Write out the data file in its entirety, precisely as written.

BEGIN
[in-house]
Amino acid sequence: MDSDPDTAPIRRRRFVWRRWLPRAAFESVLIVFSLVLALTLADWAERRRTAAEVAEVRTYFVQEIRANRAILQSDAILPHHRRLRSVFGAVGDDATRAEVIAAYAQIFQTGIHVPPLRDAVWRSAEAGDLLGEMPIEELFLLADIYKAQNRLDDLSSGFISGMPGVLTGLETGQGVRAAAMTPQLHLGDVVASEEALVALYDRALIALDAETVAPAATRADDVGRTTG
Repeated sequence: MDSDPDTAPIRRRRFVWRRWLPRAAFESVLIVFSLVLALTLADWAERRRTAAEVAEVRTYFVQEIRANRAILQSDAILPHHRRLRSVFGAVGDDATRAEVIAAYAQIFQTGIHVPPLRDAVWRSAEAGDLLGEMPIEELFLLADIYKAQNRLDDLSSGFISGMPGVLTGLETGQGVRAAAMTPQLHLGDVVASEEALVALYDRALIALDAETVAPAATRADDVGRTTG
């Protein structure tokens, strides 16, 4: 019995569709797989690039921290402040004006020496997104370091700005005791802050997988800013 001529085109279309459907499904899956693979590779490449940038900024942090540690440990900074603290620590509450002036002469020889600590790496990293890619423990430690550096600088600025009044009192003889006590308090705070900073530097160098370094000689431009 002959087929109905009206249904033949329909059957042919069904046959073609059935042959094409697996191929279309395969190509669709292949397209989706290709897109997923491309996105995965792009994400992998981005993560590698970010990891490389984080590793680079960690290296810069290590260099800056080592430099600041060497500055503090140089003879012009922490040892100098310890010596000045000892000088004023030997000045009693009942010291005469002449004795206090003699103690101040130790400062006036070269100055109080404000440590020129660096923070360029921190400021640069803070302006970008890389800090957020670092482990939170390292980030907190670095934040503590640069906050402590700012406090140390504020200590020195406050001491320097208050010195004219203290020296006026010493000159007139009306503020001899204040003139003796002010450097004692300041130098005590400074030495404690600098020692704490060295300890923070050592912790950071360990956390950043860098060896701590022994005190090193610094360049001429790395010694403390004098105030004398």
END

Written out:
[in-house]
Amino acid sequence: MDSDPDTAPIRRRRFVWRRWLPRAAFESVLIVFSLVLALTLADWAERRRTAAEVAEVRTYFVQEIRANRAILQSDAILPHHRRLRSVFGAVGDDATRAEVIAAYAQIFQTGIHVPPLRDAVWRSAEAGDLLGEMPIEELFLLADIYKAQNRLDDLSSGFISGMPGVLTGLETGQGVRAAAMTPQLHLGDVVASEEALVALYDRALIALDAETVAPAATRADDVGRTTG
Repeated sequence: MDSDPDTAPIRRRRFVWRRWLPRAAFESVLIVFSLVLALTLADWAERRRTAAEVAEVRTYFVQEIRANRAILQSDAILPHHRRLRSVFGAVGDDATRAEVIAAYAQIFQTGIHVPPLRDAVWRSAEAGDLLGEMPIEELFLLADIYKAQNRLDDLSSGFISGMPGVLTGLETGQGVRAAAMTPQLHLGDVVASEEALVALYDRALIALDAETVAPAATRADDVGRTTG
């Protein structure tokens, strides 16, 4: 019995569709797989690039921290402040004006020496997104370091700005005791802050997988800013 001529085109279309459907499904899956693979590779490449940038900024942090540690440990900074603290620590509450002036002469020889600590790496990293890619423990430690550096600088600025009044009192003889006590308090705070900073530097160098370094000689431009 002959087929109905009206249904033949329909059957042919069904046959073609059935042959094409697996191929279309395969190509669709292949397209989706290709897109997923491309996105995965792009994400992998981005993560590698970010990891490389984080590793680079960690290296810069290590260099800056080592430099600041060497500055503090140089003879012009922490040892100098310890010596000045000892000088004023030997000045009693009942010291005469002449004795206090003699103690101040130790400062006036070269100055109080404000440590020129660096923070360029921190400021640069803070302006970008890389800090957020670092482990939170390292980030907190670095934040503590640069906050402590700012406090140390504020200590020195406050001491320097208050010195004219203290020296006026010493000159007139009306503020001899204040003139003796002010450097004692300041130098005590400074030495404690600098020692704490060295300890923070050592912790950071360990956390950043860098060896701590022994005190090193610094360049001429790395010694403390004098105030004398």